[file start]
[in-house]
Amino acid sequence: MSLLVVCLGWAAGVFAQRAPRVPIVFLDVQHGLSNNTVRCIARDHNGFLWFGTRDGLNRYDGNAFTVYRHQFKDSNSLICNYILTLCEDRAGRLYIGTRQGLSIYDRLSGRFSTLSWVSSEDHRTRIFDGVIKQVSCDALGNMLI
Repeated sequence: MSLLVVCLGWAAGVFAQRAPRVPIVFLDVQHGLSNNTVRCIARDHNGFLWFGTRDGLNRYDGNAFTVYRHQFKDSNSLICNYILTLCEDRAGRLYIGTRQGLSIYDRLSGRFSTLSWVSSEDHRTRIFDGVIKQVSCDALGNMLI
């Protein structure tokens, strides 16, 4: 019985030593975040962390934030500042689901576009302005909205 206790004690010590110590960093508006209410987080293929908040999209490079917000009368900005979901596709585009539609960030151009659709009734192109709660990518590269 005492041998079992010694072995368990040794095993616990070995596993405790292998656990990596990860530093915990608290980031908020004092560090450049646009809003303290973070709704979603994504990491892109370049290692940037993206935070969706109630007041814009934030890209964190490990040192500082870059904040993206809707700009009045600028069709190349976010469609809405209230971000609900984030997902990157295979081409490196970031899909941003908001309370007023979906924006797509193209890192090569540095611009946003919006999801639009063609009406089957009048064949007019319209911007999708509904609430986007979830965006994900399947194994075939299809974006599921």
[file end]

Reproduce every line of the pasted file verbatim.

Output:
[in-house]
Amino acid sequence: MSLLVVCLGWAAGVFAQRAPRVPIVFLDVQHGLSNNTVRCIARDHNGFLWFGTRDGLNRYDGNAFTVYRHQFKDSNSLICNYILTLCEDRAGRLYIGTRQGLSIYDRLSGRFSTLSWVSSEDHRTRIFDGVIKQVSCDALGNMLI
Repeated sequence: MSLLVVCLGWAAGVFAQRAPRVPIVFLDVQHGLSNNTVRCIARDHNGFLWFGTRDGLNRYDGNAFTVYRHQFKDSNSLICNYILTLCEDRAGRLYIGTRQGLSIYDRLSGRFSTLSWVSSEDHRTRIFDGVIKQVSCDALGNMLI
């Protein structure tokens, strides 16, 4: 019985030593975040962390934030500042689901576009302005909205 206790004690010590110590960093508006209410987080293929908040999209490079917000009368900005979901596709585009539609960030151009659709009734192109709660990518590269 005492041998079992010694072995368990040794095993616990070995596993405790292998656990990596990860530093915990608290980031908020004092560090450049646009809003303290973070709704979603994504990491892109370049290692940037993206935070969706109630007041814009934030890209964190490990040192500082870059904040993206809707700009009045600028069709190349976010469609809405209230971000609900984030997902990157295979081409490196970031899909941003908001309370007023979906924006797509193209890192090569540095611009946003919006999801639009063609009406089957009048064949007019319209911007999708509904609430986007979830965006994900399947194994075939299809974006599921």